How to introduce a new pet to your grandchildren

How to introduce a new pet to your grandchildren

Your family dog or cat can teach your grandkids so much. Here’s how to make sure their friendship has the best possible start.

Your family dog or cat can teach your grandkids so much. Here’s how to make sure their friendship has the best possible start.

As well as all the benefits that having a pet brings to you, visiting and caring for a dog or cat can be a brilliant experience for your grandkids, too. From teaching children about empathy and responsibility, to keeping them active and helping them de-stress – pets have so much to give.

So it’s important to plan their very first meeting carefully. Here’s what to consider when you want to encourage your grandkids to build a bond with your pet and a love of animals that will last a lifetime.

Things to consider beforehand

Are they kid friendly? If you’re adopting a dog or cat from a rescue centre, ideally look for one with a kid-friendly track record. Some animals may have had bad experiences with children – or have simply never been around them – so they may find it harder to trust them. For more tips, check out our questions you should ask yourself before getting a new pet.

Talk to your child: Discuss your plans with your son or daughter first to make sure they’re comfortable with introducing your new pet to their children. They may have some good ideas about what will work best, and can let you know if they have allergies.

Make sure they’re healthy: Take your pet to the vet to make sure their vaccinations are up-to-date and that they are free from parasites and infections that could be dangerous to young children.

Keep things clean: Make sure your grandkids don’t pick up any germs your pet may have brought in from indoors by using a product like Flash Anti-bac Plus Cleaning Spray, which kills 99.99% of bacteria, on your surfaces.

Read your pet: Animals can tell you a lot about how they’re feeling through their body language – for instance, a dog’s ears may flatten and point backwards when they are scared. Observe and learn to read your dog or cat’s signals before you introduce them to little ones.

Meeting for the first time

Set the ground rules: Tell them how important it is to be gentle and calm around your new pet. Explain that your dog or cat may be scared, nervous or excited, and that being kind and quiet will help the animal feel more relaxed. Also, dogs and cats are not toys, and won’t react well to having their tails or whiskers pulled, being poked, chased or squeezed, so make sure they understand this.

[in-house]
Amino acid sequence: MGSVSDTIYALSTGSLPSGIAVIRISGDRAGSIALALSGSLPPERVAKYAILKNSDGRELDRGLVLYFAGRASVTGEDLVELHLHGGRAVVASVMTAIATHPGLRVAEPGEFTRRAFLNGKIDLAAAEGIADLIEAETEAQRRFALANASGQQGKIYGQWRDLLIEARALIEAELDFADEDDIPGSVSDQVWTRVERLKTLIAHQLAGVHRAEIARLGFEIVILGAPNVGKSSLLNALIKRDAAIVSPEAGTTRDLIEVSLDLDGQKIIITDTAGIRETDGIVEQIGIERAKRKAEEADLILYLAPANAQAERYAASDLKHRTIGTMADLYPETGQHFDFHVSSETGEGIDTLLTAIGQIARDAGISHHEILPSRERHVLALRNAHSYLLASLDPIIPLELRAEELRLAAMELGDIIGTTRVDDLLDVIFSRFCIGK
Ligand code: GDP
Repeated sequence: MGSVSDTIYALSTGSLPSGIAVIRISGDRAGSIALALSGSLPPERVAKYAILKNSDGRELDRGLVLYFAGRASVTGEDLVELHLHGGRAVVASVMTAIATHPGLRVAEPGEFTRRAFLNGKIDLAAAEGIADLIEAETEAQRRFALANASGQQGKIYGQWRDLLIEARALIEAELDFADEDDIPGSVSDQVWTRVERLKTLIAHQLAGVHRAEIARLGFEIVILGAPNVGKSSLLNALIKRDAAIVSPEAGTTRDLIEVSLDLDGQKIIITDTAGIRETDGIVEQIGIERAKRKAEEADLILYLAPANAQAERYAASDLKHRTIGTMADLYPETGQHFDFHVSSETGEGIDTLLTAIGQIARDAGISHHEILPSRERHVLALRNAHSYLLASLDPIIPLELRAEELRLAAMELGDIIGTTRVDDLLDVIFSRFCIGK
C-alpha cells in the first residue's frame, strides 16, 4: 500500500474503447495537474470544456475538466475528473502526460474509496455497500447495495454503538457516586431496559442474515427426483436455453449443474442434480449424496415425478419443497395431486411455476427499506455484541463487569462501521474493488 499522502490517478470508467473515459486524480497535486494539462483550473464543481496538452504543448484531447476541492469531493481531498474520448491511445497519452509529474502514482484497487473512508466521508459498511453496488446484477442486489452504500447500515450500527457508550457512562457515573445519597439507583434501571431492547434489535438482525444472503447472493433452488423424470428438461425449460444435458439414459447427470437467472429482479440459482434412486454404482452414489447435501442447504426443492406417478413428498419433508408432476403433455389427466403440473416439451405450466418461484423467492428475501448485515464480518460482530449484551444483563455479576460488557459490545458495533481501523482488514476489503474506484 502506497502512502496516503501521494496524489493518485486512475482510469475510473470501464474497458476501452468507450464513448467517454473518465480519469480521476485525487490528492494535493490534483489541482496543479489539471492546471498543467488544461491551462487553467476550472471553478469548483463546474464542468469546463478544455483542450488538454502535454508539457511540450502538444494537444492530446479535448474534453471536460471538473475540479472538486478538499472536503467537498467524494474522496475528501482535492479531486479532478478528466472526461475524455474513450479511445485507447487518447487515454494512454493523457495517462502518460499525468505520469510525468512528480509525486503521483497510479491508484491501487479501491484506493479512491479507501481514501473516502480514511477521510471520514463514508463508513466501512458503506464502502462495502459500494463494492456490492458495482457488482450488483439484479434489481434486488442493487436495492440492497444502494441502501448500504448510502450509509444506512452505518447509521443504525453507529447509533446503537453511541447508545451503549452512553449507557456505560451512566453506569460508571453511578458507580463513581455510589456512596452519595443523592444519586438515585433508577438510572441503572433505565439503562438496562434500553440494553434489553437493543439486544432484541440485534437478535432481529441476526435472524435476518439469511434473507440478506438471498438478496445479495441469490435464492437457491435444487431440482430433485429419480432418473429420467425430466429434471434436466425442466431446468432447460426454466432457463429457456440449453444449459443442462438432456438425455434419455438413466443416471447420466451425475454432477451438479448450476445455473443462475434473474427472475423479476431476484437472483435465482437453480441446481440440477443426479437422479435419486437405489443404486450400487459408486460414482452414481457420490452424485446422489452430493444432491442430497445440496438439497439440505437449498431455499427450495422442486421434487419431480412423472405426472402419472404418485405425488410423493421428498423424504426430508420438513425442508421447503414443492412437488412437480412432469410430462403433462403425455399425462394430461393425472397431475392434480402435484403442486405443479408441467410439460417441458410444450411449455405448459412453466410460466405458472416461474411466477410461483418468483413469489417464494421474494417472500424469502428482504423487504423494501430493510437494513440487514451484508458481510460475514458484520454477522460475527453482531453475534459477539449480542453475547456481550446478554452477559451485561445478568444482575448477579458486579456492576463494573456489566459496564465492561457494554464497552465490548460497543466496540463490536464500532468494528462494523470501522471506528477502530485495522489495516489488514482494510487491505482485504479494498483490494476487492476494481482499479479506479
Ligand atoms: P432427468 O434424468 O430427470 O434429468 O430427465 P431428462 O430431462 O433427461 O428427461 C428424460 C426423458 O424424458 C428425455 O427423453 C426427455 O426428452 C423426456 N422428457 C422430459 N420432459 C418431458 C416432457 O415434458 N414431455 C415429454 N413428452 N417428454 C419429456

Consider a lead: If your dog is particularly bouncy or large, it’s a good idea to put it on a lead for the first meeting. That way, you can regain control quickly if your pet lurches or gets over-excited.

Take it slow: Keep things calm by introducing just one child at a time to your pet. Make sure there are two adults in the room – one to focus on the animal, and one to watch the child. Never leave a child under 10 alone in a room with a dog or a new cat, no matter how gentle the animal seems.

Put the pet in charge: Having a small person suddenly lunge towards them at face-level can be scary for your pet, so sit your grandchild down and let the dog or cat approach them instead. Tell them to put one hand out in front of them, making it look like a paw – a loose fist with their fingers facing downwards. This will show your pet they want to make friends. If the animal doesn’t approach, tell your grandchild not to worry – they’re just not ready yet.

Lead by example: Show your grandchild how to stroke your dog or cat correctly. Avoid sensitive areas such as the tail, feet, stomach and ears, and instead stroke under their chin or along their back.

Getting to know each other

Go for a walk together: As well as being good exercise, walks can be a great chance for your dog to bond with your grandchildren in a relaxed setting.

Get them involved: Buy a smaller-sized brush so they can help you groom your pet; ask them to help you feed them, although bear in mind dry pet food is easier for little hands to cope with than tinned food; and make sure you get them involved with doggy bath time – they’ll love the wet and wild chaos that can ensue!

Teach them tricks: Enroll your dog in dog training classes, so they can learn how to sit, lie down and come to you on command. Teach these tricks to your grandchild, and practice them together with your dog. They’ll love it!

How did it go when you introduced your pet to your grandkids? We’d love to hear your tips in the comments section below.

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